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Ceramic pots are heavy and hard to transport

When you’re moving into new digs every few months, it’s important to make the place feel like home. Few things bring a generic apartment to life more than houseplants: ferns, cacti, blooms, and greenery breathe freshness into your surroundings — literally.

But carting plants from location to location can take a toll on them. Even the most hardy species fall victim to travel overload.

Before you ditch the real thing for silk or plastic impersonators, check out these simple packing and transportation tips to keep your plants alive and well from one assignment to the next.

• Use plastic pots

You may prefer the rustic look of ceramic pots over the more nondescript plastic ones, but they’re heavy and hard to heft in and out of your car. What plastic pots lack in artistic value, they make up for in portability.

Lighten your load with plastic pots

• Examine for bugs & mildew

A few days before you depart, assess your houseplants for bugs, mildew, and diseases. There are several reliable websites out there to help you return your plants to health (try Guide to Houseplants).

This is important because some states have strict regulations about what you can and cannot bring across their borders. California and Florida, for example, both have restrictions. For specifics, check out the state’s department of agriculture website.

• Prune, but don’t overwater

Trimming actually promotes growth in most plants, but it also prepares them for transport. Not only are they more compact, taking up less room, but you can remove fragile pieces.

Be sure to give your plants a good watering a day or so before the trip, too, but easy does it. If you overwater, they could grow fungus in warm weather or freeze in frigid temps.

• Take extra precautions

If you want to protect flowers or branches from breakage en route, cover your plants with a large bag. Prevent them from sliding around in the car by placing nonskid material on pots, or contain them in open boxes. Never pack live plants in the trunk because carbon monoxide can build up in it, which can be fatal to the greenery.

If you follow these guidelines, you’ll be able to keep the feeling of “home” alive wherever you go.

Anne Baye Ericksen is a professional writer who has contributed to Healthcare Traveler since 1996. She resides with her family in Simi Valley, Calif.

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Photo: Jim Twardowski

Each year, as soon as spring has sprung, I head to the local garden center. This year, I find a flower bed filled with bright red impatiens, a manicured front lawn, and a backyard filled with blooming azaleas, gardenias, agapanthas, and hydrangeas.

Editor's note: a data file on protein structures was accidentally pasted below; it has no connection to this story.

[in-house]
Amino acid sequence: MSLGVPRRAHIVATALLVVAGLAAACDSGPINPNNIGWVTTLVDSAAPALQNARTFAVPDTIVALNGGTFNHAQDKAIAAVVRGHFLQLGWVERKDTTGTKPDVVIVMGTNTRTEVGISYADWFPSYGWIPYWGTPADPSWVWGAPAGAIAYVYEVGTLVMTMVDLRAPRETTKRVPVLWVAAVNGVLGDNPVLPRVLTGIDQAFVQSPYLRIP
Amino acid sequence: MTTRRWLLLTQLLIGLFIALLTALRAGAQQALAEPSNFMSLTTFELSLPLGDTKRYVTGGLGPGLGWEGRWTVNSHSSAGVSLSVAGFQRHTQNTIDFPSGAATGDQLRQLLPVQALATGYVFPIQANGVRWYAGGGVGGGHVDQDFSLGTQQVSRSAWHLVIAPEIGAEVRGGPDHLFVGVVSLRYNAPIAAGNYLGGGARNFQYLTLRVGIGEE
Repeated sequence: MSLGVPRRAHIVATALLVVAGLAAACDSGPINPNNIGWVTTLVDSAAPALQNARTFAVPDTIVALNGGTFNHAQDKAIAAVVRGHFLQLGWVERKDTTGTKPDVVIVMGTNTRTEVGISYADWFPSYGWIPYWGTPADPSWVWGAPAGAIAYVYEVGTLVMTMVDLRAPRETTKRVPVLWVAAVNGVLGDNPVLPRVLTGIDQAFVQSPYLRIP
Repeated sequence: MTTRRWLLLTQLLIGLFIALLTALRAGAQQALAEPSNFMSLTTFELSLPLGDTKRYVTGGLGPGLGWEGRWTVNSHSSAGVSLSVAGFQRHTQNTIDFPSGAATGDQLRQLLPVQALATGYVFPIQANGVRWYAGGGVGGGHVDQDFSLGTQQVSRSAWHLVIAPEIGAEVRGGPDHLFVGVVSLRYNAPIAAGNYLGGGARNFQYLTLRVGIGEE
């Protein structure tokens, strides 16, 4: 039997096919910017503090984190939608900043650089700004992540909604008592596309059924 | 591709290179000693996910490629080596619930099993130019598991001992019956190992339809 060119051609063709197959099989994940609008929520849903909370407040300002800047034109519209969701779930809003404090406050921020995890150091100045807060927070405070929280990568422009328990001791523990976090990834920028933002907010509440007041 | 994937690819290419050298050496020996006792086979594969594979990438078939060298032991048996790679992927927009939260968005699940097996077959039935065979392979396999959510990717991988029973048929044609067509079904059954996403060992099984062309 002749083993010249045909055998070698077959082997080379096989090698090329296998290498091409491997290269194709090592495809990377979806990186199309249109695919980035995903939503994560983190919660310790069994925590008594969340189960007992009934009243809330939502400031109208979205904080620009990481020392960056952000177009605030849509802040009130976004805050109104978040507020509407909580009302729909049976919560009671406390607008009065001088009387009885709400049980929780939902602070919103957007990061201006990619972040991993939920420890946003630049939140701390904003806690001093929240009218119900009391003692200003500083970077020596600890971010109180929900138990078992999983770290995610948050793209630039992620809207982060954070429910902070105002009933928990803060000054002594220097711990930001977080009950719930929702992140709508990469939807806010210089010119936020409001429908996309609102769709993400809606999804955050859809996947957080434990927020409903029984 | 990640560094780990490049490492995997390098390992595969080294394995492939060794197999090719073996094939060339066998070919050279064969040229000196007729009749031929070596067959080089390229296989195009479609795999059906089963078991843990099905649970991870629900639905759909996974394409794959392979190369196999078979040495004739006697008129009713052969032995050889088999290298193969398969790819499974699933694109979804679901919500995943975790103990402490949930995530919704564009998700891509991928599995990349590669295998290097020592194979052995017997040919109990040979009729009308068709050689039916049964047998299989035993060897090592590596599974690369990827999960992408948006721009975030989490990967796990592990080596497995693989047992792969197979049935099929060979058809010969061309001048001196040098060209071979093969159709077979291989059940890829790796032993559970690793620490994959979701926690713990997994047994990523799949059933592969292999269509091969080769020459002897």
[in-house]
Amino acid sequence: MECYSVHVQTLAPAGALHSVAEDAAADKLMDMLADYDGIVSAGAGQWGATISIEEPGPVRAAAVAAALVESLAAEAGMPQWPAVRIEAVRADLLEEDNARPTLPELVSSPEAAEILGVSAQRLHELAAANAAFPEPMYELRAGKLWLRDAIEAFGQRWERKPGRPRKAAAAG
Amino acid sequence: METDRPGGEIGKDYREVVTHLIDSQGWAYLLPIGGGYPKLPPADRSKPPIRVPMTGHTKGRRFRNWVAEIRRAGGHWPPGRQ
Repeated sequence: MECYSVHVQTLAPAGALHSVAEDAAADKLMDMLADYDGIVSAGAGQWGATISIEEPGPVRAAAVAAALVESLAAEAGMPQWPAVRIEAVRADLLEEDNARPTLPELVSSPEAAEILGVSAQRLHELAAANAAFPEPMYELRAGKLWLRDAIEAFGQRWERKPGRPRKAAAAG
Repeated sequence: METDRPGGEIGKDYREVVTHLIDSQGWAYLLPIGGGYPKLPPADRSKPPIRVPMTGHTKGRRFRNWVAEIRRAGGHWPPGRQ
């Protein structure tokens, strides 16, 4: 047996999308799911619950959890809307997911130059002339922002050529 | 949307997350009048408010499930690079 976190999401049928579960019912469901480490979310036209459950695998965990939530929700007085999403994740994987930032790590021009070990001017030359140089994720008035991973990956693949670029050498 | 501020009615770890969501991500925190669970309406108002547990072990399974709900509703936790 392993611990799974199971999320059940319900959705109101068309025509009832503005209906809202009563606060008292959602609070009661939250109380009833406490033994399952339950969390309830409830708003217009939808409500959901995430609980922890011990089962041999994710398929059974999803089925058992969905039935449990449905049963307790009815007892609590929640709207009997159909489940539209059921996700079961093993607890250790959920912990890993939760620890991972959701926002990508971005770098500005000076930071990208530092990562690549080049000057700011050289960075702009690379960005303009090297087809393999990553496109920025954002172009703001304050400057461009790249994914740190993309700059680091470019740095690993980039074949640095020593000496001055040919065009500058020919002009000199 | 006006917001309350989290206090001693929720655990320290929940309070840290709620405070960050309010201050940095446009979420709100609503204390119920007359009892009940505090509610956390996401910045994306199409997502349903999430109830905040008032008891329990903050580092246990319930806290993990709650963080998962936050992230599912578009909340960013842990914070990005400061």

When I travel, I enjoy spending time in lushly landscaped gardens. Walking amongst the blooming plants provides inspiration for my own yard.

You, too, can find public gardens by visiting the American Public Gardens Association website. Featuring information on public gardens in all 50 states, track down and learn about gardens ranging from sculpture and topiary to aviary and Japanese. Use the “Garden Search” tool to locate one in your state, and here is a sample of what you might find:

Pennsylvania

The Brandywine Conservancy preserves art and the environment in Pennsylvania. American art is exhibited in the Brandywine River Museum — a 19th-century grist mill. Surrounded by wildflower and native plant gardens, providing a variety of blooms from early spring until the first frost, the museum houses a collection of works by Andrew, Jamie and N.C. Wyeth, as well as American illustrations, still life, and landscape paintings.

Idaho

Hundreds of gardens are located on college and university campuses across the country, but the 63-acre University of Idaho Arboretum and Botanical Garden sits in a valley with the rolling Palouse hills as a backdrop. Geographically arranged, visitors will see Asian, European, Eastern, and Western North American plant groupings.

Georgia

The American Camellia Society is based at Massee Lane Gardens and hosts the Festival of Camellia’s every February. The 100-acre botanical garden is located in the middle of Georgia, and a nine-acre section contains over 1,000 varieties of camellias.

National Public Gardens Day is on May 11 and Better Homes and Gardens is providing free admission to participating gardens. Simply visit the BHG website and download the voucher.

Even if you don’t have a green thumb, visiting a public garden is a relaxing way to enjoy nature. And, you might just gain a greater appreciation for your own backyard!

Jim Twardowski, BSN, RN, CMSRN, is a travel writer based in Louisiana. His work has been featured in AAA Home & Away, Global Traveler, and QUEST magazines.

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